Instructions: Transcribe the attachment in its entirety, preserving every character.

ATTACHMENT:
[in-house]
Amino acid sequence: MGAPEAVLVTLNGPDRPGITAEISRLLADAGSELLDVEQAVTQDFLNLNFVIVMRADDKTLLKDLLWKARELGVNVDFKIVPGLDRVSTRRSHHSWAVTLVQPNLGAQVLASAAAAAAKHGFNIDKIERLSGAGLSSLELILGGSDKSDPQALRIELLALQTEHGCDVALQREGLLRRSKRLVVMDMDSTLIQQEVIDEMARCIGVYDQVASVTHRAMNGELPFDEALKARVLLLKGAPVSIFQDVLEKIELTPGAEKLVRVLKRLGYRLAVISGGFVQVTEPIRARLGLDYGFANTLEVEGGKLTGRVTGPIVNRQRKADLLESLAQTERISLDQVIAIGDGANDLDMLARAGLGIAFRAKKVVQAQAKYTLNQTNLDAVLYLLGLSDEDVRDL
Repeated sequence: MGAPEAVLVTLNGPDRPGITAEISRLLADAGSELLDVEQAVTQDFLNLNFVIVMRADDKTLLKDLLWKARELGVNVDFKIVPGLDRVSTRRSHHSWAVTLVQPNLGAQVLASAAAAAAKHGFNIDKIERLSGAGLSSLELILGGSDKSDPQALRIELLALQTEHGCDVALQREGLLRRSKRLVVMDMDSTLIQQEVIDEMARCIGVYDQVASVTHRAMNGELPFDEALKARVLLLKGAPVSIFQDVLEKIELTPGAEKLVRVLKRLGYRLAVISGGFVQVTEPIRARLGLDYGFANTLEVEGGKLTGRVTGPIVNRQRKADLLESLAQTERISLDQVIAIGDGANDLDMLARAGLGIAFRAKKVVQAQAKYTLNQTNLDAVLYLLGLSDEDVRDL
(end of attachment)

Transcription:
[in-house]
Amino acid sequence: MGAPEAVLVTLNGPDRPGITAEISRLLADAGSELLDVEQAVTQDFLNLNFVIVMRADDKTLLKDLLWKARELGVNVDFKIVPGLDRVSTRRSHHSWAVTLVQPNLGAQVLASAAAAAAKHGFNIDKIERLSGAGLSSLELILGGSDKSDPQALRIELLALQTEHGCDVALQREGLLRRSKRLVVMDMDSTLIQQEVIDEMARCIGVYDQVASVTHRAMNGELPFDEALKARVLLLKGAPVSIFQDVLEKIELTPGAEKLVRVLKRLGYRLAVISGGFVQVTEPIRARLGLDYGFANTLEVEGGKLTGRVTGPIVNRQRKADLLESLAQTERISLDQVIAIGDGANDLDMLARAGLGIAFRAKKVVQAQAKYTLNQTNLDAVLYLLGLSDEDVRDL
Repeated sequence: MGAPEAVLVTLNGPDRPGITAEISRLLADAGSELLDVEQAVTQDFLNLNFVIVMRADDKTLLKDLLWKARELGVNVDFKIVPGLDRVSTRRSHHSWAVTLVQPNLGAQVLASAAAAAAKHGFNIDKIERLSGAGLSSLELILGGSDKSDPQALRIELLALQTEHGCDVALQREGLLRRSKRLVVMDMDSTLIQQEVIDEMARCIGVYDQVASVTHRAMNGELPFDEALKARVLLLKGAPVSIFQDVLEKIELTPGAEKLVRVLKRLGYRLAVISGGFVQVTEPIRARLGLDYGFANTLEVEGGKLTGRVTGPIVNRQRKADLLESLAQTERISLDQVIAIGDGANDLDMLARAGLGIAFRAKKVVQAQAKYTLNQTNLDAVLYLLGLSDEDVRDL